So if they line up alongside one another on the grid, which isn’t out of the realms of possibility, who will risk the most to get ahead?
Following their coming together at Silverstone, neither is likely to give an inch to the other on track though it’s the Red Bull driver who has the most to lose. Leading the championship, and with the better car this season, Verstappen won’t want to risk this unprecedented opportunity to win his first championship. Hamilton’s best chance of stopping him is to go on the attack.
Both have shown opening lap prowess in the past, with Turns One, Two, Three and Four offering plenty of switchback opportunities so whoever leads into the first corner might not end the lap out in front.
That’s if they can make it round without contact.
Newfound Ferrari pace?
Thanks to the the drama ahead of him, Charles Leclerc snuck through into the lead of the British Grand Prix and, after the standing restart, retained that lead comfortably from Lewis Hamilton’s Mercedes.
Though he ultimately lost out in the final stint just a handful of laps from the end, his pace and that of his Ferrari was very competitive. Leclerc’s team-mate Carlos Sainz was also showing promising speed.
Had the Spaniard not had a disappointing sprint qualifying result and started higher up the order than 11th, Ferrari may well have outscored McLaren on its rival’s home turf.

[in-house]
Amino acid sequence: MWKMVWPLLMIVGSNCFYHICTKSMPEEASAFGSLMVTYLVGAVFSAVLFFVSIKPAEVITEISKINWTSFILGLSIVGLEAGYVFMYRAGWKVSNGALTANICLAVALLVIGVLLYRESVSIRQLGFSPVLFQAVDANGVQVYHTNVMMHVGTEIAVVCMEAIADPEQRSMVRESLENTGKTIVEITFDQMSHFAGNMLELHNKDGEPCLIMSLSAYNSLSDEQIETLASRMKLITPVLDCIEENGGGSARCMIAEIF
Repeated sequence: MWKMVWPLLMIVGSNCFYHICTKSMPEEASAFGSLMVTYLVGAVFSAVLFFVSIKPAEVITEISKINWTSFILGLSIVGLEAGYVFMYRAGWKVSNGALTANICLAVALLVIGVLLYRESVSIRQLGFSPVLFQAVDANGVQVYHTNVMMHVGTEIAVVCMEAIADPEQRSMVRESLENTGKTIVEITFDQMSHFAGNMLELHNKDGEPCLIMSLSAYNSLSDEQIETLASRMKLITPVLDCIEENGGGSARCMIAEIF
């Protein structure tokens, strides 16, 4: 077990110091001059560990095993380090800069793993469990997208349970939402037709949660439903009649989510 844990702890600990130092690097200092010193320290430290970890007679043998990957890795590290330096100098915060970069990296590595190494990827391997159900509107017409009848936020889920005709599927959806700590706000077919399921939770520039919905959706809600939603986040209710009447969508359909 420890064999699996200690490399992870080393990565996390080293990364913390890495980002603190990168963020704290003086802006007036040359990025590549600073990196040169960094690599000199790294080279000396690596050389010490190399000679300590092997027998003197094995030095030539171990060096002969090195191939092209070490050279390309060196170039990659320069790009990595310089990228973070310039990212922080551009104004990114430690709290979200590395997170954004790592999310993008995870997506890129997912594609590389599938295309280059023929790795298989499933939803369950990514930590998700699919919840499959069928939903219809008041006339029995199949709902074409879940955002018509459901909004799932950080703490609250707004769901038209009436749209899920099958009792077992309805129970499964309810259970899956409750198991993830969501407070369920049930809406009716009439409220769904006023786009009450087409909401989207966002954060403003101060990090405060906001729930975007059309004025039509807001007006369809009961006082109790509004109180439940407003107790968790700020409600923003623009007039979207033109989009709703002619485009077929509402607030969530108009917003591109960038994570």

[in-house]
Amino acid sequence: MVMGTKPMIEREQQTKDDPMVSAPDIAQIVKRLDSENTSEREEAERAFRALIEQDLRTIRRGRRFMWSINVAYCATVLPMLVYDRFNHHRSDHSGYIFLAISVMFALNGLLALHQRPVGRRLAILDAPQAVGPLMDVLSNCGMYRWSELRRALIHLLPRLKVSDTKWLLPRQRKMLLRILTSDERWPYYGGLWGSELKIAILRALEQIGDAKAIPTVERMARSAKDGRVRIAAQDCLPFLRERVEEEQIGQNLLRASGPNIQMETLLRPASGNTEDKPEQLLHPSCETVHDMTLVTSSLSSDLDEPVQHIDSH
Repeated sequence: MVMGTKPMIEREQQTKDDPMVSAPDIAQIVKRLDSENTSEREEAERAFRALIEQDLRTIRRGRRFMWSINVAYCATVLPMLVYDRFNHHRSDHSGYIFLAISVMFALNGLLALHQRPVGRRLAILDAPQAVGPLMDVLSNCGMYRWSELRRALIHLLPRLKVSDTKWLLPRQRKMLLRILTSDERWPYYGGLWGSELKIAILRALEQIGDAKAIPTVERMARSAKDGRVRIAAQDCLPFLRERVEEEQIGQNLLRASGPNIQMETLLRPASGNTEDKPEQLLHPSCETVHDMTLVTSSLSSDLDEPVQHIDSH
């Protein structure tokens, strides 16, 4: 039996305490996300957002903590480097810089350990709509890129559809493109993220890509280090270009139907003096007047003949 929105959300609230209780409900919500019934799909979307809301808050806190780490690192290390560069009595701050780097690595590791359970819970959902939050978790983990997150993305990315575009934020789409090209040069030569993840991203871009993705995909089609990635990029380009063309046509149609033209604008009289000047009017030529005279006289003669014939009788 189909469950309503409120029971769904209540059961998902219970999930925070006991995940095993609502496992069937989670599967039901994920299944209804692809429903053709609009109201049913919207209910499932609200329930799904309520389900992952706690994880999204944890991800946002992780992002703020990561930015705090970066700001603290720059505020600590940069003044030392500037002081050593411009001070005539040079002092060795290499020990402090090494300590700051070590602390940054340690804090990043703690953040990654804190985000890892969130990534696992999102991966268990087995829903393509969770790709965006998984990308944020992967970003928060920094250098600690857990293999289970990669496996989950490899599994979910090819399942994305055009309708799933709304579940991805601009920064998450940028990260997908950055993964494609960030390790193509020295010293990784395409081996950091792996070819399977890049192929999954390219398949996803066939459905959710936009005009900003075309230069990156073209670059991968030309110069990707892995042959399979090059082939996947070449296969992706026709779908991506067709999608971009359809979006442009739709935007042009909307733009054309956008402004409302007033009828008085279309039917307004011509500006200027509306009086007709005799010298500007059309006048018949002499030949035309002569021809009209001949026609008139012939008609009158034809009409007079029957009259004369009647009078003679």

With overtaking being difficult in Hungary and the Scuderia showing that it can take the fight to McLaren in races, having apparently solved the tyre nightmare that plagued Ferrari in France, both teams look set to be fighting for best of the rest once more.
15 points separate the two in the constructors’ standings in McLaren’s favour. Will it remain that way post-Hungary?
Alonso’s points-scoring streak
The Spaniard’s famous 2006 start in wet conditions lives in the memory as he rose from 15th on the grid to sixth position by the end of the lap with some brave and brilliant overtaking.
He showed he still has that instinct, making the most of the sprint qualifying format to rise to seventh and hold that place in the race having started down in 11th.
Since working in track walks to his pre-race routine this season, he hasn’t finished outside of the points in any race so far. He stands a great chance of extending that streak around a circuit he has plenty of history at.
Pre-summer break battles
The Hungarian GP will be the final race before F1 goes on hiatus for a month for its traditional summer break.
It’ll be the last bit of Formula 1 racing until the end of August so you won’t want to miss out on the potential fireworks before teams and drivers go their separate ways for holidays.
Who will be leading the championship by the chequered flag? Can Lando Norris hold onto third in the standings over Valtteri Bottas and Sergio Perez? Is there a maiden Williams point for Russell in the offing?
Should he score a top 10, it would be a fitting way to sign off for the first half of the season as rumours continue to suggest he’ll be announced as team-mate to Hamilton for 2022 in the summer break.
Is there any way back for Bottas? Unless he pulls off the truly miraculous, his Mercedes race looks to be run.
The four-week gap until Belgium might feel like an eternity but the races will arrive in quick succession from that point on until the end of the season.